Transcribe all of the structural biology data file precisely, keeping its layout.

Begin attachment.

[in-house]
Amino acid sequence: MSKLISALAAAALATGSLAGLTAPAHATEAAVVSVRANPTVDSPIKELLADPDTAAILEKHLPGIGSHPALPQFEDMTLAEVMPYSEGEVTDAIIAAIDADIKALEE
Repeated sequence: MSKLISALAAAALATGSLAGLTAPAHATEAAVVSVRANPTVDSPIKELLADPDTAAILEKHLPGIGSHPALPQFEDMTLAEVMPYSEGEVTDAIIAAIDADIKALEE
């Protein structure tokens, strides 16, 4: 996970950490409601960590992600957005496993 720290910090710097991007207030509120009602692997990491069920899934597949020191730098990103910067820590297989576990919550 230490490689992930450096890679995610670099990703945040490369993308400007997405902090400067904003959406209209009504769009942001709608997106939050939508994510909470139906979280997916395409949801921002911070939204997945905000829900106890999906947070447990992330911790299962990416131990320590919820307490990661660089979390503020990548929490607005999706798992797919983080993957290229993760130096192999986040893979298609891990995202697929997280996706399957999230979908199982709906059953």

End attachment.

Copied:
[in-house]
Amino acid sequence: MSKLISALAAAALATGSLAGLTAPAHATEAAVVSVRANPTVDSPIKELLADPDTAAILEKHLPGIGSHPALPQFEDMTLAEVMPYSEGEVTDAIIAAIDADIKALEE
Repeated sequence: MSKLISALAAAALATGSLAGLTAPAHATEAAVVSVRANPTVDSPIKELLADPDTAAILEKHLPGIGSHPALPQFEDMTLAEVMPYSEGEVTDAIIAAIDADIKALEE
């Protein structure tokens, strides 16, 4: 996970950490409601960590992600957005496993 720290910090710097991007207030509120009602692997990491069920899934597949020191730098990103910067820590297989576990919550 230490490689992930450096890679995610670099990703945040490369993308400007997405902090400067904003959406209209009504769009942001709608997106939050939508994510909470139906979280997916395409949801921002911070939204997945905000829900106890999906947070447990992330911790299962990416131990320590919820307490990661660089979390503020990548929490607005999706798992797919983080993957290229993760130096192999986040893979298609891990995202697929997280996706399957999230979908199982709906059953």